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Russ College students’ simulation gains global recognition, solves logistical problem

Megan Reed | Feb 6, 2017
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Russ College students’ simulation gains global recognition, solves logistical problem

Megan Reed | Feb 6, 2017

A team of industrial and systems engineering students applied their skills beyond the classroom, placing in the top 16 of 250 teams in the recent international Simio student competition.

Seniors Shayne Gillian, Anna Frankart and Cami Jones, and junior Samantha Bishop, collectively known as the “AmeriCATS,” were tasked with solving a real-world logistical problem for a hypothetical shipping company, similar to a dilemma they may face in their careers as engineers.

Using Simio’s modeling software, the AmeriCATS programmed the simulation from scratch, accounting for numerous variables to determine the most efficient and profitable method to ship products from Asia to the Caribbean, and Central and South America.

“We started with the inventory level they gave us, and the problems they presented. We manipulated things and worked backwards to the bare minimum of late deliveries we could have,” Bishop said.

Working throughout fall semester, the AmeriCATS found that fulfilling orders directly from Asia to the local distribution centers was ideal, and they detailed their solution in a simulation video.

Throughout the process, the students had to reexamine their own work to ensure that the company would be reaching all their customers while keeping shipping costs low.

“The biggest problem we had was one country was never getting visited,” Frankart said. “We had to look through the logic until we found this one little error that was preventing the ship from getting to its destination.”

The challenge forced the group to think critically, a skill that Gillian said they’ll be able to apply to their other engineering work. For Jones, the competition showed her just how many factors can influence a decision for a complex, international business.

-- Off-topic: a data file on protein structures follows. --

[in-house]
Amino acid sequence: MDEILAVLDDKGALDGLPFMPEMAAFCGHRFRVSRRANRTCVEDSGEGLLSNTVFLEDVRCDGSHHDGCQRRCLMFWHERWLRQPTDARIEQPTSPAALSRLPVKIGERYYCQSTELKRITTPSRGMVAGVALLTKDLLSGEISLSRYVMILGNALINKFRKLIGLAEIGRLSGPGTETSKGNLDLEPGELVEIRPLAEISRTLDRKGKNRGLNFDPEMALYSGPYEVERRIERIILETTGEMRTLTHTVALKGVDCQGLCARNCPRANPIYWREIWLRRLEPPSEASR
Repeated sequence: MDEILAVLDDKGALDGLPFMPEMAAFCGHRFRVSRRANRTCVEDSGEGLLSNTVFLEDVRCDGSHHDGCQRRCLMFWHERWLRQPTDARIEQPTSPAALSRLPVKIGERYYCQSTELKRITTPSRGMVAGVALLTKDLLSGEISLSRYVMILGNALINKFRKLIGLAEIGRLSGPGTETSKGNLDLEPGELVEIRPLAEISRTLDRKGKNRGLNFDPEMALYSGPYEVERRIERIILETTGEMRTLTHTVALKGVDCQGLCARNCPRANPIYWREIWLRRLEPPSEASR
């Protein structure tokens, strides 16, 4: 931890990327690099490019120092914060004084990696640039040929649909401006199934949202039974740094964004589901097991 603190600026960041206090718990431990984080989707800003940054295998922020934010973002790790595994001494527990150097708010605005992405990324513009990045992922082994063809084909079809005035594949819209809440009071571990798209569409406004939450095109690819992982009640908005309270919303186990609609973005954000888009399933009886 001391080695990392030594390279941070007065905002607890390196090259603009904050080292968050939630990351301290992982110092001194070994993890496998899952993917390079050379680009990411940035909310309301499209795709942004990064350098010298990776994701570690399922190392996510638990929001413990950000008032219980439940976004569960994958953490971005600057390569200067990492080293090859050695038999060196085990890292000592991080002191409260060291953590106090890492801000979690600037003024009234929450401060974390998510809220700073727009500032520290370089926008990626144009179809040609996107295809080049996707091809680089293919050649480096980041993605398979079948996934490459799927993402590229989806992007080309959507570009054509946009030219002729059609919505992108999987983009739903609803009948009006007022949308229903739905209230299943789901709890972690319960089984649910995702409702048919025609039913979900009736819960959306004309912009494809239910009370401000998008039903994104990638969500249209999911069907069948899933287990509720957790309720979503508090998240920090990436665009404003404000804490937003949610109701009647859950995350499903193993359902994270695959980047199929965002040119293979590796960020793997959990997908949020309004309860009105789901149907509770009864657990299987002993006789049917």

“That’s what we had to teach the model to consider: What could go wrong with this, and how can we make it not go wrong?” she said.

The simulation started as a final project for the Industrial Computer Simulation course taught by Professor of Industrial and Systems Engineering Dusan Sormaz. His students were divided into 10 teams, which first participated in an internal competition judged by faculty and graduate students. The top three teams’ entries were then sent to the Simio competition.

Sormaz said the project gives students the opportunity to gain valuable experience with problems they’ll work on as engineers.

“Every manufacturing company has to deliver products to their customers. Distribution logistics is a problem that’s faced by most companies in the world,” he said. “This situation that they practice in class gives them the skills they’ll need in the real world.”

Simio holds the competition twice a year, and another challenge began in January. Not resting on their laurels, Gillian and Frankart have decided to enter this semester’s competition as well.